One more time around the sun, one more time passing through National Infertility Awareness Week as an unintentionally childless woman. I guess you could say this is my third time.
It’s an understatement to say that a lot has gotten in the way of my attempts to become a mom.
In 2014, not long after we had starting trying to get pregnant, my battle with endometriosis took the forefront. Within a span of six months, I was hospitalized, diagnosed, and had two surgeries, one of which was out of state with an excision specialist. Then recovery began, and our efforts to get pregnant resumed in 2015.
Needless to say, I did not become pregnant in 2015, and we were baffled as to why not. After trying and failing three rounds of high-dose Clomid in the fall of 2015 (I didn’t even ovulate), we sought the help of a reproductive endocrinologist in February 2016. We had narrowed the likely cause of my infertility down to three conditions, and it turned out (but of course) I had the least likely of the three: a benign brain tumor called a prolactinoma. This tumor was on my pituitary gland and was overproducing the hormone prolactin, which was then suppressing the production of FSH and LH required for ovulation to occur. All I needed to do was take medication that would lower my prolactin levels, I would get pregnant, and all would be well with the world.
So why didn’t that happen? Why am I still, more than a year later, childless? Well, let’s just say 2016 really threw a wrench into our plans.
First, those medications to treat the tumor. The side effects were awful. Constant headaches, nausea, dizziness, lightheadedness, night sweats. Like I said, constant. I could barely function, much less be intimate.
Then my pelvic pain, which had started back in with a vengeance the previous August, really took off in March and April. Intimacy was completely out of the question. Finally, in May, we decided to schedule a pelvic surgery for July with my endometriosis excision specialist to see what was going on (turns out it was a very rare type of hernia. Huh.) So no pregnancy until after the surgery.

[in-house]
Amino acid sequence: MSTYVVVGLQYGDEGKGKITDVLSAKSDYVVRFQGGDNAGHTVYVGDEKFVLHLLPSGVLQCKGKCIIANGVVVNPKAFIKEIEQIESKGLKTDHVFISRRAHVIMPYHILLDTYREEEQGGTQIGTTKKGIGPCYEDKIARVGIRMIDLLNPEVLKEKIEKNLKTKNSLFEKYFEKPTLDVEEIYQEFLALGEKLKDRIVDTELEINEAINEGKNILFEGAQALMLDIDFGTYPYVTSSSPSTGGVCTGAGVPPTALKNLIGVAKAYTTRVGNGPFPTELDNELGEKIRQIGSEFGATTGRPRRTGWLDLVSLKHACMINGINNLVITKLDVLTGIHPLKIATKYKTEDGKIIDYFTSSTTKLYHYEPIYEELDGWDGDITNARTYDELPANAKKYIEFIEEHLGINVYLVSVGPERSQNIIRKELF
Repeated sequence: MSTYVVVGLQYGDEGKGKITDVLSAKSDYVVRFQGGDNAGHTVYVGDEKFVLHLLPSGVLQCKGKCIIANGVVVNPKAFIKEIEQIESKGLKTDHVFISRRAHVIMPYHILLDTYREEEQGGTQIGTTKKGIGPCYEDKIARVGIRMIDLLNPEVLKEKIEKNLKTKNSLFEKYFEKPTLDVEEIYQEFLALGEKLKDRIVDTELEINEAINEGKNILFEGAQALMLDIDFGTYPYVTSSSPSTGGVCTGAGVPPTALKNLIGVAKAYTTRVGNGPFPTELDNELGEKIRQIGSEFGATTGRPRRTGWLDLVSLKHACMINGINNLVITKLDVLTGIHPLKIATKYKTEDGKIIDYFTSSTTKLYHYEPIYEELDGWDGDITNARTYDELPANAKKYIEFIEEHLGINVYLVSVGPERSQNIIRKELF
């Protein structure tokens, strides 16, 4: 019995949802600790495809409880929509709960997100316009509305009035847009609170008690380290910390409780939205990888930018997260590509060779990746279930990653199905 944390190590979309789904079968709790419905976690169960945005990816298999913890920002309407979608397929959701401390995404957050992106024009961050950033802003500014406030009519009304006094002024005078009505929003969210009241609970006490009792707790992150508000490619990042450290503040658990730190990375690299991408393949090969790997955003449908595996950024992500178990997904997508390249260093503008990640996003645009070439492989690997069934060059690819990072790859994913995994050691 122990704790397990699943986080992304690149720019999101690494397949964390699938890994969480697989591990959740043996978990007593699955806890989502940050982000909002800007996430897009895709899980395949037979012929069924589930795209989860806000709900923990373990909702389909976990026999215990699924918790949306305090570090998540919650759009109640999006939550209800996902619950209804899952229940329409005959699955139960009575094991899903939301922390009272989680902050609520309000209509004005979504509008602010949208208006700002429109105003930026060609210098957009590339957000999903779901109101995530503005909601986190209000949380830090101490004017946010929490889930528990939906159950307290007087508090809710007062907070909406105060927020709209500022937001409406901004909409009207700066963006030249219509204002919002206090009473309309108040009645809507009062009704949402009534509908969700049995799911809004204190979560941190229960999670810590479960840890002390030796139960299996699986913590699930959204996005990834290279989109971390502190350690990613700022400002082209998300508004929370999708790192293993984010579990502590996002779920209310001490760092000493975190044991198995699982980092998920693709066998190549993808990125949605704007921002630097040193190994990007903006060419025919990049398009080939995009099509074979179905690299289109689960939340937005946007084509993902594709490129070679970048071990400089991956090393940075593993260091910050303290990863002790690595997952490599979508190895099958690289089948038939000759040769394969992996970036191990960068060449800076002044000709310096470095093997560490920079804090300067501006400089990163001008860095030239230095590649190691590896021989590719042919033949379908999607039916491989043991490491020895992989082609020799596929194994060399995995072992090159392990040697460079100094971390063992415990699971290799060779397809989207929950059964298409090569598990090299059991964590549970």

Less than a week before the pelvic surgery, I had an appointment with a neurosurgeon because I was unable to tolerate the medications for the tumor. The next step was brain surgery, which was scheduled for September. Ok, so again. No pregnancy allowed.
At the end of August, during the pre-op scans of my brain, it was discovered I had an aneurysm on my carotid artery in my head (inconveniently located right next to the tumor.) Thankfully, it was decided it was safe to proceed with the tumor removal. We decided to wait until consulting with a vascular neurosurgeon to see what to do about the aneurysm. Eventually, we scheduled a stent procedure for November.
Again, no pregnancy allowed. Plus, I was put on Plavix for six months, so better to delay a pregnancy even further so I wouldn’t bleed to death during delivery.
I started having symptoms of Postural Orthostatic Tachycardia Syndrome (POTS) right before Christmas, and the diagnosis was confirmed in January. In order to determine what physiological malfunctions might be causing my symptoms, I had testing done in January that involved being injected with radioactive materials that would be in my body for three months. So no pregnancy allowed until after April.
And now here we are. The ironic thing is, I don’t even know if I’m technically still infertile. I should actually be quite fertile now that my prolactin has normalized and an MRI from last week confirmed the tumor is still gone. (Yay!) But we were forced into taking a year off without having planned to.
Basically, I gave my heart a break.
I was at complete peace with that part of myself. Not even having pregnancy on my radar was the most wonderful thing, and so liberating. So much so that…I really don’t know what I want anymore. Do I even want children? I don’t know.
POTS has become my life because it interferes with and controls pretty much everything I do, from what I eat to how often I shower. Many women with POTS say they feel better while they’re pregnant because of all the fluid retention. But once the baby is born…then what? There are days I can’t get out of bed because of my symptoms. How am I supposed to care for a child? But I have to wait until July for possible answers to those questions, when I see a POTS specialist. So, honestly…no pregnancy until after that either. I want to know what I’m getting in to and what to expect.
So as it turns out, this year during NIAW, I’m not pregnant and I’m still childless because I had my own health to worry about. Obviously, if I’m not healthy, I can’t possibly expect a baby to thrive inside me. The past year was a very stressful time, and it still is at present. But taking the option of pregnancy off the table for awhile was one of the best things I’ve ever done for myself. I gave my heart a break from the heartbreak that is infertility.
I guess the best advice I can give this time around is take some time off from the infertility merry-go-round for awhile. It may turn out that giving your heart a break is the best thing you can do for yourself.
“‘Cause you’ve been hurt before
I can see it in your eyes
You try to smile it away
Some things you can’t disguise…”
“Give Your Heart a Break” by Demi Lovato